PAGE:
From Longman Dictionary of Contemporary Englishthe sum of somethingthe sum of somethingHMthe total produced when you add two or more numbers or amounts together You will have to pay the sum of the two sets of costs. → sum

Examples from the Corpus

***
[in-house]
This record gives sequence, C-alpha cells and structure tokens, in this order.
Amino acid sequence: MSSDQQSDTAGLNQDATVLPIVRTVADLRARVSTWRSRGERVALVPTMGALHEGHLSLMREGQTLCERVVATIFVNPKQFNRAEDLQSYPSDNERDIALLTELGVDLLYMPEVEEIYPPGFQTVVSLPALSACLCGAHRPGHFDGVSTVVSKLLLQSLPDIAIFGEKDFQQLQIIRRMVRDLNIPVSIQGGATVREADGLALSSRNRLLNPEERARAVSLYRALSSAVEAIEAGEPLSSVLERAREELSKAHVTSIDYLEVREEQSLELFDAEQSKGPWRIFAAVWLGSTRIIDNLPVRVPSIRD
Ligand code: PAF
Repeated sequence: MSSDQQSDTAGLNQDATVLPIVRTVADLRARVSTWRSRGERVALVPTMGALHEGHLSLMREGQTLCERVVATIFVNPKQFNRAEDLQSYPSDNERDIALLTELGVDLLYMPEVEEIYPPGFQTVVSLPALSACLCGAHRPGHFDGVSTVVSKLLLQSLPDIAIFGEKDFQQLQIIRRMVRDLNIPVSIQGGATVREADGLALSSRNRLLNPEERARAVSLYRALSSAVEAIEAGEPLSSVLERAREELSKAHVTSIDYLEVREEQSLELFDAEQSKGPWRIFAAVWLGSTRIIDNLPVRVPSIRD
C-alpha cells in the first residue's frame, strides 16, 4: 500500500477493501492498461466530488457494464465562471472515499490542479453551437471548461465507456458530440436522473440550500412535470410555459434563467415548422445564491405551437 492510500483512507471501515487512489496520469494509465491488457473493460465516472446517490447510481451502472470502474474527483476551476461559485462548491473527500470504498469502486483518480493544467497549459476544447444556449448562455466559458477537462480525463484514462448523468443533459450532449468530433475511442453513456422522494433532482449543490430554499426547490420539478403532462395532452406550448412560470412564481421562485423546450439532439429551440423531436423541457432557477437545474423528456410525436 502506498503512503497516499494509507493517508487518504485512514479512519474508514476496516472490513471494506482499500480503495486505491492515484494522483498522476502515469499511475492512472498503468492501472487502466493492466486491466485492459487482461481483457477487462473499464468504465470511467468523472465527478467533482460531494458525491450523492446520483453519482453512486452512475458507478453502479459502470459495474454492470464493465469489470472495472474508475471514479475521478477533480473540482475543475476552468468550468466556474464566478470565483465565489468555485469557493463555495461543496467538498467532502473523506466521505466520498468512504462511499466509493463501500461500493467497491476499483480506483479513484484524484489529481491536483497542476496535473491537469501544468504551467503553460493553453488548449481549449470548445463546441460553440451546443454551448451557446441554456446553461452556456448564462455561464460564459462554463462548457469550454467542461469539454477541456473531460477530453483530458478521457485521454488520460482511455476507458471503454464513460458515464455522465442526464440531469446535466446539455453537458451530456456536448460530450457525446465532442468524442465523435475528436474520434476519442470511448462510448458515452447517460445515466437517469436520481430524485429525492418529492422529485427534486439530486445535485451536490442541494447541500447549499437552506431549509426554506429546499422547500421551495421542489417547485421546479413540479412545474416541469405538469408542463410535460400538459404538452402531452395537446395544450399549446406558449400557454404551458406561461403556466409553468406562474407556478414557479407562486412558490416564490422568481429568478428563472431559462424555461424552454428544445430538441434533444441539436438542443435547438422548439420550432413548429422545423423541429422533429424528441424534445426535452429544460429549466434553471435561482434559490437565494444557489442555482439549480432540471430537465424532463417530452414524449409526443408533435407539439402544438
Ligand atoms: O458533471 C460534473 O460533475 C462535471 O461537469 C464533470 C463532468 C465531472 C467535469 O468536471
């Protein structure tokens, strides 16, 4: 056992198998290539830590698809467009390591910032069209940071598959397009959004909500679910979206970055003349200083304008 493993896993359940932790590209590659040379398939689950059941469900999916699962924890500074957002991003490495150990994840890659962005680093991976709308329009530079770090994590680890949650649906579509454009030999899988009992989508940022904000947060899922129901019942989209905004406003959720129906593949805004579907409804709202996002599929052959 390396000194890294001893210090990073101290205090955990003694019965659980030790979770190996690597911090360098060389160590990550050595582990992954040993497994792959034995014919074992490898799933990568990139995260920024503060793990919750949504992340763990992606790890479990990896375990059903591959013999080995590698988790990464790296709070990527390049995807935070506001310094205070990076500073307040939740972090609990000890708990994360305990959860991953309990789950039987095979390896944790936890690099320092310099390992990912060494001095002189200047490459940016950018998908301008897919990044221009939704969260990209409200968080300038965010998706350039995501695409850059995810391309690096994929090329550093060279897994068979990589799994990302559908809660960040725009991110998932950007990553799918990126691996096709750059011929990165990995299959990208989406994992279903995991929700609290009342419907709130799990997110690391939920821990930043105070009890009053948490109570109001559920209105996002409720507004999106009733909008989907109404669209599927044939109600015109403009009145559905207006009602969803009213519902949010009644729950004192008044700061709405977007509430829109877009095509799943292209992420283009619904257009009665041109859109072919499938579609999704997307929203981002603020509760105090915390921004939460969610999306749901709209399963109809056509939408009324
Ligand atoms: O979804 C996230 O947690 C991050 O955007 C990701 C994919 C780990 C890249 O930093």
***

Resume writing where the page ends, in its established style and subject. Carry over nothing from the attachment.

the sum of something• The final score of a strategy was the sum of the points it gained against all the other strategies.• It is computed as the sum of the values divided by the number of observations.• The difference between the sums of money in the different bands that people will have to pay is relatively small.• An organism's phenotype was thus believed to be almost entirely accounted for by the sum of these two apparently independent variables.• That is, that line which minimizes the sum of squared deviations from the line. 4.• The national figures, after all, represent the sum of all the varied influences on productivity, good and bad.• This is simply the sum of the distances between the corresponding end-points of the actual and hypothesized word durations.• But the whole doesn't always add up to the sum of its mostly clever parts.